Epidemiology of type 2 diabetes and cardiovascular disease: translation from population to prevention: the Kelly West award lecture 2009.

Meigs JB - Diabetes Care (2010)

Type 2 diabetes and CVD risk factor clustering is called metabolic syndrome. A: Shows that the observed co-occurrence of two or more of elevated fasting glucose (FG), fasting insulin (FI), triglycerides (TG), blood pressure (BP), BMI, or low HDL cholesterol (all defined in A as the extreme 20th percentile, light gray bars for women and dark gray bars for men) co-occur to a far greater degree than would be expected by change alone (compared with a binomial distribution, dashed line, P < 0.0001). B: Shows that the pattern of risk factor clustering for these risk factors (including, as well, glucose levels 2 h after an oral glucose tolerance test [2-h G] and waist-to-hip ratio [WHR]) represent three clinically identifiable phenotypes: impaired glucose tolerance (IGT), hypertension (HTN), and central obesity-dyslipidemia, linked together by obesity (in this figure, BMI) and fasting hyperinsulinemia (reflecting, in part, insulin resistance). C: Illustrates that obesity and insulin resistance constitute the common physiological antecedents leading to increased risk for the development of both type 2 diabetes (T2D) and CVD; the name currently applied to this phenomenon is metabolic syndrome. A and B are adapted from Wilson et al. (7) and Meigs et al. (8). DBP, diastolic blood pressure; SBP, systolic blood pressure.
© Copyright Policy - creative-commons
Related In: Results  -  Collection

License
Show All Figures
getmorefigures.php?uid=PMC2909080&req=5

Figure 2: Type 2 diabetes and CVD risk factor clustering is called metabolic syndrome. A: Shows that the observed co-occurrence of two or more of elevated fasting glucose (FG), fasting insulin (FI), triglycerides (TG), blood pressure (BP), BMI, or low HDL cholesterol (all defined in A as the extreme 20th percentile, light gray bars for women and dark gray bars for men) co-occur to a far greater degree than would be expected by change alone (compared with a binomial distribution, dashed line, P < 0.0001). B: Shows that the pattern of risk factor clustering for these risk factors (including, as well, glucose levels 2 h after an oral glucose tolerance test [2-h G] and waist-to-hip ratio [WHR]) represent three clinically identifiable phenotypes: impaired glucose tolerance (IGT), hypertension (HTN), and central obesity-dyslipidemia, linked together by obesity (in this figure, BMI) and fasting hyperinsulinemia (reflecting, in part, insulin resistance). C: Illustrates that obesity and insulin resistance constitute the common physiological antecedents leading to increased risk for the development of both type 2 diabetes (T2D) and CVD; the name currently applied to this phenomenon is metabolic syndrome. A and B are adapted from Wilson et al. (7) and Meigs et al. (8). DBP, diastolic blood pressure; SBP, systolic blood pressure.
Mentions: From a clinical perspective, CVD is often viewed as a consequence of diagnosed type 2 diabetes. However, the experience of FHS and other cohorts has shown that pre-diabetes (defined by blood glucose levels below the diagnostic threshold for diabetes, but nonetheless not normal) is also associated with risk for cardiovascular disease (6). This observation has given rise to the notion that type 2 diabetes and CVD may share a common pathogenesis. Indeed, these diseases share many common risk factors, including obesity (especially central obesity), hyperinsulinemia (reflecting, in part, insulin resistance), hyperglycemia, a dyslipidemia characterized by low levels of HDL cholesterol and elevated levels of triglycerides, and elevated blood pressure. These measurable clinical traits are intercorrelated, co-occur to a far greater degree than would be expected by change alone, and cluster together in an identifiable pattern linked by obesity and insulin resistance (Fig. 2A and B) (7,8). This phenomenon of risk factor clustering is now called, for better or worse, metabolic syndrome (Fig. 2C). There are a variety of enthusiastically contested definitions of metabolic syndrome; in FHS, the definition proposed by the National Cholesterol Education Program Adult Treatment Panel III (NCEP ATPII) is the one most often studied (9).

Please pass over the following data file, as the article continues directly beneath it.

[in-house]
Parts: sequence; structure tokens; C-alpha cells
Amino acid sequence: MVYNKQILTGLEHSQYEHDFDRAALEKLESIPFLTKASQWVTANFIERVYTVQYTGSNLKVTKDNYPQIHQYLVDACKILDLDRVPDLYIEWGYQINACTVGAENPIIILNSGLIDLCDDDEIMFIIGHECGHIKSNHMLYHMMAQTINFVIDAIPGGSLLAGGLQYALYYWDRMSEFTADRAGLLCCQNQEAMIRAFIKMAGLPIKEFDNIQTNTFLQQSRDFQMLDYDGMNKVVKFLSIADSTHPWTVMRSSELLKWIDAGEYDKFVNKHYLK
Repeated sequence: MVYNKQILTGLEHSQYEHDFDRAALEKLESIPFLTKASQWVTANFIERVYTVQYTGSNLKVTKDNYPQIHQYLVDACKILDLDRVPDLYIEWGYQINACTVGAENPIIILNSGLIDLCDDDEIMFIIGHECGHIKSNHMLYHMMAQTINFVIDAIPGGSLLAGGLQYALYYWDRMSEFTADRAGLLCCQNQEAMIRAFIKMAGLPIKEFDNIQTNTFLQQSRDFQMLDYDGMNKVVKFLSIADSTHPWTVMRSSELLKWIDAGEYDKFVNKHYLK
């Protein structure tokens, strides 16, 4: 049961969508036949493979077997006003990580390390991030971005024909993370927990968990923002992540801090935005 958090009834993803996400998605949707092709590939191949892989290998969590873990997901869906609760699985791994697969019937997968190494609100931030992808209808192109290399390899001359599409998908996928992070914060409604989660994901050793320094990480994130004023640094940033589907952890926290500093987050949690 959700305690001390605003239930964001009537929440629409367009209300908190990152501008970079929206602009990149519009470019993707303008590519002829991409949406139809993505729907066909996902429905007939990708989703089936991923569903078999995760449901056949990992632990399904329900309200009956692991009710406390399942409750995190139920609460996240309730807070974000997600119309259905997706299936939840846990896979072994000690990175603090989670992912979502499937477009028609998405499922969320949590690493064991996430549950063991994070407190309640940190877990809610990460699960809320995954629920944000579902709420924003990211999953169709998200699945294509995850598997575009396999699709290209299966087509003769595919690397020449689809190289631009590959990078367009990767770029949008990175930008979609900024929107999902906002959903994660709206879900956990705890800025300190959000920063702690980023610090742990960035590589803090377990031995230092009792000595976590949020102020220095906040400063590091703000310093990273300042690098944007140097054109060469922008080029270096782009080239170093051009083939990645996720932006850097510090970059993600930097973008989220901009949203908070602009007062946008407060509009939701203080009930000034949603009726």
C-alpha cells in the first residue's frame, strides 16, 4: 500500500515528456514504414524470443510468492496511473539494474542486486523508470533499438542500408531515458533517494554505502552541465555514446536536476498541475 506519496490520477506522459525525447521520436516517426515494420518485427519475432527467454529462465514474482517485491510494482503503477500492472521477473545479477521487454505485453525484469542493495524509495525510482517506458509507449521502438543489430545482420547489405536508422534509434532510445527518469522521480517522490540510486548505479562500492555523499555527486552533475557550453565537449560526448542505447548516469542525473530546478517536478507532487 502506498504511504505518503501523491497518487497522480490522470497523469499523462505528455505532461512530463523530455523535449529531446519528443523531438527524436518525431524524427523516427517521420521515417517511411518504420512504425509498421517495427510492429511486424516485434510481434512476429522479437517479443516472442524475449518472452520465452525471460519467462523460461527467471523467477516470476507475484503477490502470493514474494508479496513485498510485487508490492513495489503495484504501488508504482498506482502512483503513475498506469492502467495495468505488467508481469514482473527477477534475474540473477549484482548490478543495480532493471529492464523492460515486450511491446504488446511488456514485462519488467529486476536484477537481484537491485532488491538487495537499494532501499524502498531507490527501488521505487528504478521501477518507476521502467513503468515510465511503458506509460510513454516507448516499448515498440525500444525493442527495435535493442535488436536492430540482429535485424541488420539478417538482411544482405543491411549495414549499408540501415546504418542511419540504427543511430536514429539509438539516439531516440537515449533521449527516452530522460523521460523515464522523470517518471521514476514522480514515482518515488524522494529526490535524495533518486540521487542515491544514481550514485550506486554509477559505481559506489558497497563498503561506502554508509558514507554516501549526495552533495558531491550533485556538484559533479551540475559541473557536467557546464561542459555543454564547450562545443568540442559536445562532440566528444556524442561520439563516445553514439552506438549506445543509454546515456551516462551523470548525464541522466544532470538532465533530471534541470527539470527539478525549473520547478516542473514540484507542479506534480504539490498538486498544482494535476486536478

Bottom Line: West recognized that pre-diabetes is recognizable as what we now call metabolic syndrome.He predicted that type 2 diabetes could be prevented by healthy lifestyle change.The challenge now is for us to translate these insights into effective strategies for the prevention of the modern epidemic of diabetes and vascular disease.

View Article: PubMed Central - PubMed

Affiliation: General Internal Medicine Unit, Massachusetts General Hospital, Boston, Massachusetts, USA. jmeigs@partners.org

ABSTRACT
In the book Epidemiology of Diabetes and Its Vascular Lesions (1978), Kelly West summarized extant knowledge of the distribution and causes of diabetes. The 30 years of epidemiological research that followed have seen remarkable advances in the understanding of obesity as a risk factor for type 2 diabetes, and diabetes and pre-diabetes as risk factors for cardiovascular disease. Increasingly detailed understanding of these relationships has, unfortunately, been accompanied by an alarming increase in the prevalence of obesity, diabetes, and cardiovascular disease. West recognized that pre-diabetes is recognizable as what we now call metabolic syndrome. He predicted that novel insight into diabetes pathogenesis would come from biochemical and genetic epidemiology studies. He predicted that type 2 diabetes could be prevented by healthy lifestyle change. The challenge now is for us to translate these insights into effective strategies for the prevention of the modern epidemic of diabetes and vascular disease.

Show MeSH
Related in: MedlinePlus